Atlanta – Cingular Wireless will complement its selection of iTunes-compatible phones with phones that play protected Windows Media Audio (WMA) music tracks downloaded from multiple authorized download sites to a PC.
The phones will be the first traditional-style cellphones compatible with authorized subscription-download sites, including Napster and Yahoo! Music. Those sites sell WMA tracks from major and independent labels. The phones will also be compatible with subscription downloads from eMusic, which sells songs from independent artists in MP3 format.
Cingular subscribers will sign up for the services through Cingular’s site and be billed on their monthly cellular bill.
The plans are part of a more aggressive music strategy that includes the availability of 25 streaming XM Satellite radio channels beginning Nov. 6 and a recent agreement to stream radio stations operated by the ClearChannel broadcast group.
Cingular’s music strategy will evolve further sometime next year, when the carrier plans phones that download music tracks over-the-air. Such phones are already available from carriers Sprint, Verizon, and SunComm. For now, hweover, Cingular is happy to offer phones that play “side-loaded” music because it offers “the best consumer experience” and because “people are already familiar” with transferring downloaded music from a PC to a portable MP3 player, a spokeswoman said. When Cingular launches over-the-air downloads, she added, the company will continue to offer phones that play side-loaded music.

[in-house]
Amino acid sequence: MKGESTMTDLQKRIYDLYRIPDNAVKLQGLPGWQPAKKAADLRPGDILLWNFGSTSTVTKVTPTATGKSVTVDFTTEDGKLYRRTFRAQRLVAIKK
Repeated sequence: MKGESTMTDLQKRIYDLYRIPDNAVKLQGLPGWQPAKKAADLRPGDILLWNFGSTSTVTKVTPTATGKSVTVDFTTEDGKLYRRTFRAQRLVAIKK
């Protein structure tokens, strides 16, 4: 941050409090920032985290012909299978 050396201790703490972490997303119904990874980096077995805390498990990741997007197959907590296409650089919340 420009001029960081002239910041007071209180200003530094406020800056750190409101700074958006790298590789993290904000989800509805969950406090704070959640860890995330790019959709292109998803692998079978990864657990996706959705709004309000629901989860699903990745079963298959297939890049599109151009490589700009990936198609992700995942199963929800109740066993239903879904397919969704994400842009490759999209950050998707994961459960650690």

Cingular’s newest side-loading music phones, starting with Samsung’s Sync, will be the first traditional-style cellphones compatible with authorized subscription-download sites, which enable users to download all the songs they can fit on their PC’s hard drive and play them back for as long as a monthly subscription fee of $10 to $15/month is paid up. Once those downloaded songs are transferred, or “side-loaded,” to the Samsung Sync and other compatible phones, the songs will be playable on the phones for as long as the subscription is paid up.
Select PDA-phones based on Microsoft’s PocketPC operating systems already play WMA subscription downloads, as well as individually purchased downloads, through their Windows Media Player application. Traditional-style cellphones that play purchased WMA downloads, but not subscription WMA downloads, are available from carrier Verizon.
Unlike Cingular’s trio of iTunes phones, the Samsung Sync and other compatible models will feature memory card slots that will store more songs than the iTunes-compatible phones, which store music only in embedded memory and have a 100-song capacity.
Sync will be available Monday at Cingular-owned stores, Cingular-branded stores operated by authorized agents, and Cingular’s Web site, which will enable users to click to download sites operated by other companies to download songs. Other compatible phones will be available in the first quarter.
Sync will retail for $49.99 after $100 rebate with two-year contract. A PC-connectivity bundle costs an extra $49.99. Memory cards in three capacities will also be available for use with the phones at prices up to $79.97 for a 1GB card.
Sync joins three phones compatible with Apple’s iTunes download service and available since last September.
For now, Cingular doesn’t plan to offer a Cingular-branded download store, opting instead to link consumers via its own Web site to existing Napster, Yahoo! Music, and eMusic download sites. The phones, however, are compatible with any subscription-download site using the WMA codec and Microsoft’s digital-rights management (DRM) technology.
Consumers can go to Cingular, however, to activate the XM streaming service, which plays through select handsets for $8.99/month.